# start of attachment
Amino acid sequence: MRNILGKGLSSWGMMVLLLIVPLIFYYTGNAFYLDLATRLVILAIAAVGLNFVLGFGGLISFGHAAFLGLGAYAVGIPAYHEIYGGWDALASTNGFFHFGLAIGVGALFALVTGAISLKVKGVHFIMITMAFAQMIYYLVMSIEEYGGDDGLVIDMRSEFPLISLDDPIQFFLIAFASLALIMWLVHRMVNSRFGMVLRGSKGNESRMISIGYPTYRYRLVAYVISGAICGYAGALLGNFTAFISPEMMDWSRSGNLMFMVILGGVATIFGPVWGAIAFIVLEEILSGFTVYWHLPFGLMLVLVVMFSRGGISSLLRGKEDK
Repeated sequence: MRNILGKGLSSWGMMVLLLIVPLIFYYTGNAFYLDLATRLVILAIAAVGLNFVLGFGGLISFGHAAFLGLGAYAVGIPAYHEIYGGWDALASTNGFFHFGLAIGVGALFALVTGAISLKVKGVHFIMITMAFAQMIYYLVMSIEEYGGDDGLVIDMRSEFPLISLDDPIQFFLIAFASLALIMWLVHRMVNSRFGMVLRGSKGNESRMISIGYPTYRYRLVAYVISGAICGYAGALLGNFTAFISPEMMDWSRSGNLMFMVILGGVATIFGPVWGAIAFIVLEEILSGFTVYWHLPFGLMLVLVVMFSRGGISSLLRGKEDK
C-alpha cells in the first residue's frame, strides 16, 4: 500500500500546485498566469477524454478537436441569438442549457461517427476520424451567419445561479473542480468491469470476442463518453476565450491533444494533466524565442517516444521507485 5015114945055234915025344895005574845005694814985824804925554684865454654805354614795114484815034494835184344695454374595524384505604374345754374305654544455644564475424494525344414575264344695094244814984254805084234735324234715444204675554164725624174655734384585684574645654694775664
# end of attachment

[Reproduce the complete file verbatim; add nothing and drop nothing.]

Amino acid sequence: MRNILGKGLSSWGMMVLLLIVPLIFYYTGNAFYLDLATRLVILAIAAVGLNFVLGFGGLISFGHAAFLGLGAYAVGIPAYHEIYGGWDALASTNGFFHFGLAIGVGALFALVTGAISLKVKGVHFIMITMAFAQMIYYLVMSIEEYGGDDGLVIDMRSEFPLISLDDPIQFFLIAFASLALIMWLVHRMVNSRFGMVLRGSKGNESRMISIGYPTYRYRLVAYVISGAICGYAGALLGNFTAFISPEMMDWSRSGNLMFMVILGGVATIFGPVWGAIAFIVLEEILSGFTVYWHLPFGLMLVLVVMFSRGGISSLLRGKEDK
Repeated sequence: MRNILGKGLSSWGMMVLLLIVPLIFYYTGNAFYLDLATRLVILAIAAVGLNFVLGFGGLISFGHAAFLGLGAYAVGIPAYHEIYGGWDALASTNGFFHFGLAIGVGALFALVTGAISLKVKGVHFIMITMAFAQMIYYLVMSIEEYGGDDGLVIDMRSEFPLISLDDPIQFFLIAFASLALIMWLVHRMVNSRFGMVLRGSKGNESRMISIGYPTYRYRLVAYVISGAICGYAGALLGNFTAFISPEMMDWSRSGNLMFMVILGGVATIFGPVWGAIAFIVLEEILSGFTVYWHLPFGLMLVLVVMFSRGGISSLLRGKEDK
C-alpha cells in the first residue's frame, strides 16, 4: 500500500500546485498566469477524454478537436441569438442549457461517427476520424451567419445561479473542480468491469470476442463518453476565450491533444494533466524565442517516444521507485 5015114945055234915025344895005574845005694814985824804925554684865454654805354614795114484815034494835184344695454374595524384505604374345754374305654544455644564475424494525344414575264344695094244814984254805084234735324234715444204675554164725624174655734384585684574645654694775664